Economic Growth and Tax Law Correlations

Author's Note: This is the third in a four-part series on wealth and income inequality.

"Tax the rich...feed the poor...
‘Til there are no rich no more?"
— "I'd Love to Change the World"
as performed by Ten Years After

Should we soak the rich to solve wealth and income inequality? 

European nations attempted to and found their tax policies ineffective. Seeking more friendly tax havens, many of their wealthier citizens simply moved their businesses and residences abroad. Levying a wealth tax on Americans would likely produce similar results. In an era when the U.S. is struggling to keep businesses operating here at home, tax law changes which drive them elsewhere will likely prove counterproductive to our national economic goals.

Still, soak the rich proposals abound. Last week we reviewed Senator Huey Long's “Share The Wealth” program, proposed in 1934. We are currently seeing more wealth tax proposals than at any time since the Great Depression.

Currently, income tax rates top out at 37%. Capital gains taxes are imposed on profits generated through investments and max out at 23.8% for higher-income folks.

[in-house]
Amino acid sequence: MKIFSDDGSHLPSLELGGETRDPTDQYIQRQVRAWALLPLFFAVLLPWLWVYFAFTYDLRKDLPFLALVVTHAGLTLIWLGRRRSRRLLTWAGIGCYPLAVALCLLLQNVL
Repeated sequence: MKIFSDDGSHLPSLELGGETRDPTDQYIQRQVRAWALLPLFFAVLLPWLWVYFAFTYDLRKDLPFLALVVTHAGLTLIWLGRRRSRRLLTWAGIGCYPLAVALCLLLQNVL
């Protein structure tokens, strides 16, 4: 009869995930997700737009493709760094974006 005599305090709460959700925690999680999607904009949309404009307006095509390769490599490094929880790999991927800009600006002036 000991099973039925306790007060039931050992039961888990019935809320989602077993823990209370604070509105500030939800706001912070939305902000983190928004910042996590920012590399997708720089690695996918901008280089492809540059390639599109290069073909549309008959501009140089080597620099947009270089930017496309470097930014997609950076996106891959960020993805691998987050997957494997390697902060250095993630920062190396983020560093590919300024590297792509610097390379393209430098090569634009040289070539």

Historical evidence is scarce as we only have about a 100-year contiguous window to study how various income tax rates impact economic growth. So it’s difficult to look back in time and definitively prove that higher or lower tax rates helped or hurt broad economic growth. Although periods like the 1960’s featured high tax rates on the wealthy and strong economic growth, the two don’t necessarily go hand in hand. And there are some significant cautionary signals for raising taxes on the wealthy. 

Back then our rich citizens were more often becoming wealthy through earned income rather than through financial investments. Today, many of the wealthiest Americans earn their money through investments or leveraged financial transactions which are often only subject to the lower capital gains rates. Additionally, capital is much more mobile than it was back then, which makes tax avoidance easier.

Still, many of the 1% are becoming wealthy through small business enterprises, and indeed pay taxes on earned income. Should we really institute a progressive tax of 70% on income over a certain threshold? Should we charge a 2% tax on wealth over $10 million?

These questions are at the heart of the current wealth inequality debate. We must address this issue, but it should be tackled from the bottom up, not from the top down. Soaking the rich with oppressive tax rates will drive business away and cause entrepreneurs to seek foreign tax havens. 

Next week we’ll wrap up our four part series with tax proposals that would address wealth inequality in a way that would create opportunity for more Americans while avoiding the pitfalls of past taxation policies.

Margaret R. McDowell, ChFC®, AIF®, author of the syndicated economic column “Arbor Outlook,” is the founder of Arbor Wealth Management, LLC, (850.608.6121 – www.arborwealth.net), a fiduciary investment advisory firm located near Sandestin.This column should not be considered personalized investment advice and provides no assurance that any specific strategy or investment will be suitable or profitable for an investor.